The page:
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    Boston 8 ( 1976 )
    More Than A Feeling / Peace Of Mind / Foreplay-Long Time / Rock & Roll Band / Smokin' / Hitch A Ride / Something About You / Let Me Take You Home Tonight

    Boston, you will be entirely unsurprised to know are an American rock band from Boston. I'm still waiting for a rock band called Warrington, but what can you do? Boston formed around guitarist, keyboardist, songwriter and producer Tom Scholtz. Their début album 'Boston' has managed to sell a whopping 17 million copies in the US alone. 'Boston' when released in 1976 managed to combine Progressive Rock elements along with Hard Rock - and all with a heavy dose of popular melodies. Keyboards for instance intone in an occasionally progressive way, the guitar harmonics remind this listener of Queen. There's a thing, we had Queen over here in England and we'd had Glam rock and ELO. America had Alice Cooper, Kiss and The Eagles and Canada produced rock band Rush - and wouldn't it be great if you could combine all these things?

    Singer Brad Delp helped Tom Scholtz in ensuring Boston had a then distinctive sound, soaring and wailing vocals together with Tom Scholtz wanting to do certain things, break production boundaries and make music that sounded great both in the studio and coming out of FM Radios. Such a combination ensured that Boston tore up both the album and singles charts in 1976 at a time when there was some segregation between popular singles acts and popular album acts. Well, a bunch of other names could be mentioned, but Boston, even using an inventive and guitar led line-up put more of a pop polish on what is often termed 'Arena Rock'. If this introduction by the way sounds somewhat confused, it will be. As a resident of the United Kingdom slap bang in the middle of England, back in 1976 I'm told that Boston's début album only peaked at number eleven on our album charts - it became something of a hit in Germany for some reason, yet most of Europe and the rest of the world proved resistant at some fundamental level to the charms of 'Boston'. In America of course, 'More Than A Feeling' and 'Peace Of Mind' and all seemed exactly what commercial radio had cried out for.

    'More Than A Feeling' then, a song so seemingly euphoric that despite that fact it never charted higher than number twenty-two in the UK has grown in popularity since that time on Classic Rock compilations, TV advertisements and the like. So, this song that was never a radio staple of any description in the UK and probably has fragments (eg, the chorus and the first verse) that I've heard over and over - there are portions of the song that are relatively new to me. What's that called, the middle-eight I suppose? We have a richly harmonic guitar solo to see us home and plough us forwards towards the next chorus and so on and an impressively executed guitar solo to close. Ah, silly me! This is the album version and not the single edit. That's why it seems a bit new in places to me. You can tell, I don't like to flawlessly (or sometimes at all) research facts and figures beyond what's required to attempt to keep up a fresh philosophy on things. Either that, or I'm talking rubbish. Would Boston have ultimately fared better in the long run for instance if 'More Than A Feeling' kicked off their second album, rather than their first? All conjecture, of course.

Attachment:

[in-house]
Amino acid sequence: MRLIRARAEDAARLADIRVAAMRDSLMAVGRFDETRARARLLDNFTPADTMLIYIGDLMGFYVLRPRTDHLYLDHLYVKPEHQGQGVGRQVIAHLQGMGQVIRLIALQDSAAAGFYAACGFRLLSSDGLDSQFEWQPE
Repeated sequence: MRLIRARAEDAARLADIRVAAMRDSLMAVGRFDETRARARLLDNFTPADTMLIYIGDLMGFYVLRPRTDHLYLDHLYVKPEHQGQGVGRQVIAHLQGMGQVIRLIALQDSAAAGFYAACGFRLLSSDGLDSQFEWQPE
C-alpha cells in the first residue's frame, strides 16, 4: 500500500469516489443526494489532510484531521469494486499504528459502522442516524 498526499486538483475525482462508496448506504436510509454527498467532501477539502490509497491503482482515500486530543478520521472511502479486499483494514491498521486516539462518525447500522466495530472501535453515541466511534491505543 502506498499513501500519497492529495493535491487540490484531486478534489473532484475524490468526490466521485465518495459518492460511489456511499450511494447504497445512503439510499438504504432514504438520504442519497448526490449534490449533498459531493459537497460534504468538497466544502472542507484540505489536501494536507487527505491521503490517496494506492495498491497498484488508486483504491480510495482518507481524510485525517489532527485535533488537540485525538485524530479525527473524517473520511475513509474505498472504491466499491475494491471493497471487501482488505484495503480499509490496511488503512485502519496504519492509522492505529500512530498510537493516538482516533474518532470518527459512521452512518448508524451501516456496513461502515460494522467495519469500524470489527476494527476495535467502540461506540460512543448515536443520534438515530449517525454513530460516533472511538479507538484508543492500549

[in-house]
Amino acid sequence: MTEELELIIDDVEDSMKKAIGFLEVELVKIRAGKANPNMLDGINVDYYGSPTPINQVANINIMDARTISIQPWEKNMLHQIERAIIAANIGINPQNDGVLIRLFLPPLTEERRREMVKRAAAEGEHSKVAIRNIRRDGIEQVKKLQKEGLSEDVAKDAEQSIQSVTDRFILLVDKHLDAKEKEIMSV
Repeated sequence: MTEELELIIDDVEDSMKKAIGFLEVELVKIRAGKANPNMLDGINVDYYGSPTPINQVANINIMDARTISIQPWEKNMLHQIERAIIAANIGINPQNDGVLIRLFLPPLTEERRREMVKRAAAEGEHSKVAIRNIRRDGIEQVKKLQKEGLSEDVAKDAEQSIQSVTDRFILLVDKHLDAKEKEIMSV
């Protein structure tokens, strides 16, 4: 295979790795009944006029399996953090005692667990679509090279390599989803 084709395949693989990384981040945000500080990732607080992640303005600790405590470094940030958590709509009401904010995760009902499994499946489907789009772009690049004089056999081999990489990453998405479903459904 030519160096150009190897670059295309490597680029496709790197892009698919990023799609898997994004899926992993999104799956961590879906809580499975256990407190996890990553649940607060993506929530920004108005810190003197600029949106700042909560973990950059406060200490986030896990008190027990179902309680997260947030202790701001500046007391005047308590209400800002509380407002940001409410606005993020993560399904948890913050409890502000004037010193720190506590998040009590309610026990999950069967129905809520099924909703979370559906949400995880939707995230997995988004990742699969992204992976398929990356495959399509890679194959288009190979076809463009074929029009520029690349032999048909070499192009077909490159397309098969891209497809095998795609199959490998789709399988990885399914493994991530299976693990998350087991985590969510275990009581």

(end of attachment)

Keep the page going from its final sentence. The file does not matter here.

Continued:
A lot of the début album by Boston I can take or leave - there are impressive moments and at times, you feeling that they were intensely bright and clever at working in elements of many popular sounds of the seventies. 'Peace Of Mind' for instance - a perfect follow-up to 'More Than A Feeling' in a way, but edges to rockier realms and hence wasn't quite such a big hit. 'Smokin' which opens the, you suspect, lesser listened side of the album chugs a-long nicely but only really shines during the keyboard/organ solo during the vamp instrumental section of the song. 'Foreplay-Longplay' meanwhile to me is the highlight of the eight songs contained on the record - it shows that Boston were listening to a variety of musical styles, I like the progressive elements of the songs introduction. - Tom Scholtz, ah, that musical chameleon that he could and should have been more than he was! Naturally 'Longplay' as opposed to 'Foreplay' is merely a very solid, superbly produced and played rock song - plenty of elements to the composition that seem oh so familiar yet, technician that he was Tom Scholtz has stitched them together so seamlessly.

    People talk the début Boston album either being massively influential, or strangely, not influential at all - I think perhaps you had to be there to properly judge. All I can say is 'Something About You' makes me wish that Tom Scholtz had produced Thin Lizzy at some point during their recording careers.

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    this page last updated 01/08/15

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